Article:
Press Release

A Birmingham entrepreneur, whose flamboyant fashion style has made him one of the most recognisable faces on the city’s nightlife scene, is launching his own clothing brand.

Lloyd Robinson has become a local celebrity on Birmingham’s Broad Street because of his bold fashion style, which includes fur coats and double-breasted suits.


Now the scrap metal dealer from Edgbaston is turning his passion for clothes into a business venture with the launch of Lloyd Robinson Clothing.

It officially launches on Saturday 31 October, with a showcase of Lloyd’s range of imitation fur coats for men and women. The launch event takes place at the Park Regis hotel in Broad Street (12pm to 6pm).

Lloyd began his working life as a McDonald’s employee on minimum wage but took his first step into the business world by starting a scrap company with just £400 to his name.

However, his passion since childhood has been fashion.

And, although his bold and flamboyant appearance has drawn comparisons to hip-hop culture and 1940s gangster films, Lloyd takes his inspiration from church. He said: “I used to buy a lot of clothes when I was young – it was a hobby. I started to buy my clothes from down the rag market.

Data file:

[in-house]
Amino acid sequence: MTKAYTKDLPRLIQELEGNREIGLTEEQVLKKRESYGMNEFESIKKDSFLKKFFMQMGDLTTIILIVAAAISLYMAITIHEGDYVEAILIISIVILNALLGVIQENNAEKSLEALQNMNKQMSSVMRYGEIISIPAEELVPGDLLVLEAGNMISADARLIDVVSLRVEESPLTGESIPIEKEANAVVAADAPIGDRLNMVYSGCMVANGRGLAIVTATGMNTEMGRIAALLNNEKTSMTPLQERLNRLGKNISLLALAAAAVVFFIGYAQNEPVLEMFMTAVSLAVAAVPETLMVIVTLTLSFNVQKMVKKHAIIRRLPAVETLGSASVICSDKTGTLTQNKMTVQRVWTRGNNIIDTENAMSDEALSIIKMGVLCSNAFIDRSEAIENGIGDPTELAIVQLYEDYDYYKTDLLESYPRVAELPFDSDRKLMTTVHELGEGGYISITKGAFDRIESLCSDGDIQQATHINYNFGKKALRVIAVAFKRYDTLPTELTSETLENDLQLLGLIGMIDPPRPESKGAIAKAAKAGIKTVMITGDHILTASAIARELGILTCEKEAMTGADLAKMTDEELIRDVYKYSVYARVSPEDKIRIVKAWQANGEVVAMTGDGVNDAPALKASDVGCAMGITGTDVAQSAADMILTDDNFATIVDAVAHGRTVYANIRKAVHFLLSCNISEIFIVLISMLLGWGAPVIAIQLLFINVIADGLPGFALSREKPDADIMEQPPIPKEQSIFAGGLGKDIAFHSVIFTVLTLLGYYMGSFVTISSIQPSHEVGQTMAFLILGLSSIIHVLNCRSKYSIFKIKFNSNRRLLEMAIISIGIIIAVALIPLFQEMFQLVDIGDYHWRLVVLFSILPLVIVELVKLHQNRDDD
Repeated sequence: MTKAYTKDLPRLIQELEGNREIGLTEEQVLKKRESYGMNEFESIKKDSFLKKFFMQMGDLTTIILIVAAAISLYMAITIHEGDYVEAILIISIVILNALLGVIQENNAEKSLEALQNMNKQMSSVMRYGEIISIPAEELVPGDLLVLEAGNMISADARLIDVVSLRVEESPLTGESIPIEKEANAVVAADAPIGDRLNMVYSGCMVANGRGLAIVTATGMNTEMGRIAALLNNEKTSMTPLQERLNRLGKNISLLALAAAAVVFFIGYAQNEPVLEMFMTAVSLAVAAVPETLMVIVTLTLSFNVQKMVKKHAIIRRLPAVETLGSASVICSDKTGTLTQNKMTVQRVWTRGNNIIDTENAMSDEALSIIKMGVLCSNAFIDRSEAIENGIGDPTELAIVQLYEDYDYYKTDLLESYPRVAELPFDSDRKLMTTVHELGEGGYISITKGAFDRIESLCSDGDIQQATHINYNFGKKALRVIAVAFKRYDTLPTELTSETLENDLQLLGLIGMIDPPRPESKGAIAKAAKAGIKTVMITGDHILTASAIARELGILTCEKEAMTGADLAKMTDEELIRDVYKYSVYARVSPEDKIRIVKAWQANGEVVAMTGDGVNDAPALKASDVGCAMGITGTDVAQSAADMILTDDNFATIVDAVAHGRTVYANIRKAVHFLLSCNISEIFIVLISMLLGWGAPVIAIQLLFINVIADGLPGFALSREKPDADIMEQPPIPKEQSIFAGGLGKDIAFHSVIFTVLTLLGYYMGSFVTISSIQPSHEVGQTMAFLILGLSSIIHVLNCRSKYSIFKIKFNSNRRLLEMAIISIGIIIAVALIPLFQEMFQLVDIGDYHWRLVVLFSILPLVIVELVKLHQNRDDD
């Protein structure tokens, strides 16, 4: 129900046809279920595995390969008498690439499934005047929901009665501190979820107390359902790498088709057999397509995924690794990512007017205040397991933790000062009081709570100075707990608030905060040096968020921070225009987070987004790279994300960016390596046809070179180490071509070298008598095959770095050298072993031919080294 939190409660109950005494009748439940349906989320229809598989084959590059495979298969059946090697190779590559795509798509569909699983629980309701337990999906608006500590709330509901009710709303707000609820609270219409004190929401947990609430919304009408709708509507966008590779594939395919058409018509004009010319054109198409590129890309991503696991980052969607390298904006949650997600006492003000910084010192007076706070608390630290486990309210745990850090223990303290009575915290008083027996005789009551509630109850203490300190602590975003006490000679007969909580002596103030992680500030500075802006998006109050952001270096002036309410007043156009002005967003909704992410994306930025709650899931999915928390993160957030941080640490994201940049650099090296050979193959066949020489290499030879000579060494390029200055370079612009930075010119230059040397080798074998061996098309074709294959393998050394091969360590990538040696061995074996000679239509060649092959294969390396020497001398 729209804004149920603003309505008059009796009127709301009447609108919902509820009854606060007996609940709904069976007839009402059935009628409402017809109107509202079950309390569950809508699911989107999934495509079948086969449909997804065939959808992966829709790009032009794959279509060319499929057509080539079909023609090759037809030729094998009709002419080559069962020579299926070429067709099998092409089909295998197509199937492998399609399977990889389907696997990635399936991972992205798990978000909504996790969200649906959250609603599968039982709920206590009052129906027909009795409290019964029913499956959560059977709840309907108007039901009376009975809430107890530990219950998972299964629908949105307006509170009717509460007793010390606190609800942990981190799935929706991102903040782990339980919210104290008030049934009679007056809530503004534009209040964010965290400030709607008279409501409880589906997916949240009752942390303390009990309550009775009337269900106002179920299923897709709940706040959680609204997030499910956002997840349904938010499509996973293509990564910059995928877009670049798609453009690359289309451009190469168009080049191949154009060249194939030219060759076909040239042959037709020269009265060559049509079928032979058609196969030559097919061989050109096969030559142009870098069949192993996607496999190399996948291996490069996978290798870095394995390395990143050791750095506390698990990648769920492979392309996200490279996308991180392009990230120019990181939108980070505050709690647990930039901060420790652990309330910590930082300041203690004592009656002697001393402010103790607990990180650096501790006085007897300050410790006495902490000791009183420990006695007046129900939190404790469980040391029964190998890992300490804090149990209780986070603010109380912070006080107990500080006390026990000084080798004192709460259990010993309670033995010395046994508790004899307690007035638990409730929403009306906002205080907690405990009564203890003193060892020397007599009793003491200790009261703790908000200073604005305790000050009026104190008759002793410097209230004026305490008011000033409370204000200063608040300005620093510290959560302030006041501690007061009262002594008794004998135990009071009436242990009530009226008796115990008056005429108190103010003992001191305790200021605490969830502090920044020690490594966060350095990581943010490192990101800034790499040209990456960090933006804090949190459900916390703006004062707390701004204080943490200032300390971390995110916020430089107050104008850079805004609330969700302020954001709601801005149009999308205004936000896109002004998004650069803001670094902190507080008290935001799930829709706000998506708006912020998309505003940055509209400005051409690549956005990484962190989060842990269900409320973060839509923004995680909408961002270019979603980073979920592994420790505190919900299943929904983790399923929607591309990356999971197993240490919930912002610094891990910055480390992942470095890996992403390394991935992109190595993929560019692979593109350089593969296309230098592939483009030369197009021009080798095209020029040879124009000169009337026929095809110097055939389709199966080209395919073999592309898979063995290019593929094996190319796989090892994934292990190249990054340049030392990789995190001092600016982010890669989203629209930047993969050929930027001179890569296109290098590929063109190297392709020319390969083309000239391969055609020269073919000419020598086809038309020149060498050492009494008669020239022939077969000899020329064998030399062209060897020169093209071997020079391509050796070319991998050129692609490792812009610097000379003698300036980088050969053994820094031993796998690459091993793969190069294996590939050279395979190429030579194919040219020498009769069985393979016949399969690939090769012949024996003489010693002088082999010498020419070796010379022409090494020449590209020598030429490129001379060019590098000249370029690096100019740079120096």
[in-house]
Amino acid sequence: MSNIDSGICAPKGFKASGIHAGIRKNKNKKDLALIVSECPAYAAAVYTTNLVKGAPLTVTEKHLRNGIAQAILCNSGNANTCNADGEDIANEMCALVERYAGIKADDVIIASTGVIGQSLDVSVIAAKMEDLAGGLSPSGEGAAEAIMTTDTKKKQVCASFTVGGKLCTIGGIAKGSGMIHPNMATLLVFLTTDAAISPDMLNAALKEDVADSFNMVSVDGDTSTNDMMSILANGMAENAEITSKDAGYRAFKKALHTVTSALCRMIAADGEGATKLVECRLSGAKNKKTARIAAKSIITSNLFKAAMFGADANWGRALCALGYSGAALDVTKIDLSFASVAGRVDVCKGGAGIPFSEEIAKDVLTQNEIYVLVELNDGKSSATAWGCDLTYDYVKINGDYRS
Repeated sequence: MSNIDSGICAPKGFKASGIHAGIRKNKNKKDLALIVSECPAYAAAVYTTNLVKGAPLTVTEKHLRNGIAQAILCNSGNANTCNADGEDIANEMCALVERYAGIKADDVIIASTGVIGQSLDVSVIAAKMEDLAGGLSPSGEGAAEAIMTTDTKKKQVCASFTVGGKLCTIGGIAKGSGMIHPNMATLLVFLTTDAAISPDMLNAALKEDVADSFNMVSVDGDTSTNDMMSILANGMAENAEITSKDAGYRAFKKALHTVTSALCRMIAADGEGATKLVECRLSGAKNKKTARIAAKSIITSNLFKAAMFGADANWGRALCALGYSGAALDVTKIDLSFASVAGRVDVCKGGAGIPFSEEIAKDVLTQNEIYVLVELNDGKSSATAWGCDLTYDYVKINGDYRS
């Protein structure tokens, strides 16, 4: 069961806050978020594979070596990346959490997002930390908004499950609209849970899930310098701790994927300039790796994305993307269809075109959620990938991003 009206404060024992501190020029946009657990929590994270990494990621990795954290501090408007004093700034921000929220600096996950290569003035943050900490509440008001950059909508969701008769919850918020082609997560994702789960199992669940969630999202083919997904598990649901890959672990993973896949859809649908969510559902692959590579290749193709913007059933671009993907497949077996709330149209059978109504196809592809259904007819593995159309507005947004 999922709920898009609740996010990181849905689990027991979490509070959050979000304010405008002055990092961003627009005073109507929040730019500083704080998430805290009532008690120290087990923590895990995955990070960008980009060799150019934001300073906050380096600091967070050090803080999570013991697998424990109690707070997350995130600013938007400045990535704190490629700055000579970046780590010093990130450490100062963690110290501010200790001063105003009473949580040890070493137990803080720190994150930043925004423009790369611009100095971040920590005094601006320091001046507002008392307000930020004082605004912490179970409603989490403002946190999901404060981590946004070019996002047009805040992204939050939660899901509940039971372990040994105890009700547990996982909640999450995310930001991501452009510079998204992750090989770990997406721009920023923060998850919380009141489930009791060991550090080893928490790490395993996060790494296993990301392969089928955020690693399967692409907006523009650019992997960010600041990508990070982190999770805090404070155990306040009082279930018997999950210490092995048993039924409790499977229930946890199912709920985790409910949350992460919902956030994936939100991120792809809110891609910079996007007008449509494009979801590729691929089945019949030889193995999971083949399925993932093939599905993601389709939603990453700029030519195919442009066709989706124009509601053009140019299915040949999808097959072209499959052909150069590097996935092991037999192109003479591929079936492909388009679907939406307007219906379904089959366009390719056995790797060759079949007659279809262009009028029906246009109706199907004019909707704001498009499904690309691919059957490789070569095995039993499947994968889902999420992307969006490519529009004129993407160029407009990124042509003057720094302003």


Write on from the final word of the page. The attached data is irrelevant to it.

• I went to a very good tailor who could make things the way I wanted and I noticed the difference between tailor-made and off-the-rack stuff.
  • I also used to look at the way people dressed at church. I liked the way my grandparents dressed – double breasted coats and hats.
  • I learned the style from watching Afro-Caribbean’s at church and I really felt this style.
  • So, I wasn’t inspired by Scarface – it was by church people. That stuff went out of fashion but I continued to wear it.

It was Lloyd’s fur coats that really began to earn attention in Birmingham’s busiest nightspot.

Revellers regularly stop him for photographs and he has even earned the nickname of the ‘Best Dressed Man on Broad Street’.

  •  When I started to wear my tailor-made furs, I drew attention to myself down Broad Street and people were asking me for photos.
  • I would have about 300 pictures in one night and I started to put them on Facebook.
  • The BBC also wanted to do something on me and everyone said I should set up my own clothing brand.

Lloyd is confident his clothing brand will be a resounding success and has set an ambitious target of a million online sales within three years. But he is also keen to create jobs and give back to the community.

  • I believe if I do this right, this business could create a lot of jobs. There is a lot of buzz and interest.
  • I’m there for everybody – I want to appeal to men, women, all races and all cultures.
  • I really want to help the community. If I can do it, anybody can.